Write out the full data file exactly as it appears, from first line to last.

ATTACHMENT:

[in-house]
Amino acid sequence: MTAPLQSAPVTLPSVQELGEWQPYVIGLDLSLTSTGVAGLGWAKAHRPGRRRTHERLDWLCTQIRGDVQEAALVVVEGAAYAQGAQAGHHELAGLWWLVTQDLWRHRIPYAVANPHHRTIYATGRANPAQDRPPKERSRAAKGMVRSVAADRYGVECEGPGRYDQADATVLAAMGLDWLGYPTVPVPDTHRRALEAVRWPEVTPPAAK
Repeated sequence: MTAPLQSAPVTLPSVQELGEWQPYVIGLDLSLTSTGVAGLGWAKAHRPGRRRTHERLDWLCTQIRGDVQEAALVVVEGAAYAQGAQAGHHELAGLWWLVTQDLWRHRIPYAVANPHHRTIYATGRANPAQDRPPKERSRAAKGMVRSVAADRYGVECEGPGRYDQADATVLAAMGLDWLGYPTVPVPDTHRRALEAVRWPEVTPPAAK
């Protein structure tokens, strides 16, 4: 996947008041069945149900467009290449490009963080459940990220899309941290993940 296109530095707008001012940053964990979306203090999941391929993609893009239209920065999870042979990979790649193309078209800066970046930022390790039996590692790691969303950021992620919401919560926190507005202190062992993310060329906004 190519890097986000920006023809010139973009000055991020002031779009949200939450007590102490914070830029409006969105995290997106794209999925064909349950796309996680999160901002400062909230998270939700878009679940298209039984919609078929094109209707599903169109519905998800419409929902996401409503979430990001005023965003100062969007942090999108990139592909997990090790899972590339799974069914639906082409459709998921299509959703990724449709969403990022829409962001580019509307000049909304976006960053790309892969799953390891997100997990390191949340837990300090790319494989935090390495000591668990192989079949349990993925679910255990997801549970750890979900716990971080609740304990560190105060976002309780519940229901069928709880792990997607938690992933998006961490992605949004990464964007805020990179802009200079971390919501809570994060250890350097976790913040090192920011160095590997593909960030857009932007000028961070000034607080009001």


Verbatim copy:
[in-house]
Amino acid sequence: MTAPLQSAPVTLPSVQELGEWQPYVIGLDLSLTSTGVAGLGWAKAHRPGRRRTHERLDWLCTQIRGDVQEAALVVVEGAAYAQGAQAGHHELAGLWWLVTQDLWRHRIPYAVANPHHRTIYATGRANPAQDRPPKERSRAAKGMVRSVAADRYGVECEGPGRYDQADATVLAAMGLDWLGYPTVPVPDTHRRALEAVRWPEVTPPAAK
Repeated sequence: MTAPLQSAPVTLPSVQELGEWQPYVIGLDLSLTSTGVAGLGWAKAHRPGRRRTHERLDWLCTQIRGDVQEAALVVVEGAAYAQGAQAGHHELAGLWWLVTQDLWRHRIPYAVANPHHRTIYATGRANPAQDRPPKERSRAAKGMVRSVAADRYGVECEGPGRYDQADATVLAAMGLDWLGYPTVPVPDTHRRALEAVRWPEVTPPAAK
């Protein structure tokens, strides 16, 4: 996947008041069945149900467009290449490009963080459940990220899309941290993940 296109530095707008001012940053964990979306203090999941391929993609893009239209920065999870042979990979790649193309078209800066970046930022390790039996590692790691969303950021992620919401919560926190507005202190062992993310060329906004 190519890097986000920006023809010139973009000055991020002031779009949200939450007590102490914070830029409006969105995290997106794209999925064909349950796309996680999160901002400062909230998270939700878009679940298209039984919609078929094109209707599903169109519905998800419409929902996401409503979430990001005023965003100062969007942090999108990139592909997990090790899972590339799974069914639906082409459709998921299509959703990724449709969403990022829409962001580019509307000049909304976006960053790309892969799953390891997100997990390191949340837990300090790319494989935090390495000591668990192989079949349990993925679910255990997801549970750890979900716990971080609740304990560190105060976002309780519940229901069928709880792990997607938690992933998006961490992605949004990464964007805020990179802009200079971390919501809570994060250890350097976790913040090192920011160095590997593909960030857009932007000028961070000034607080009001």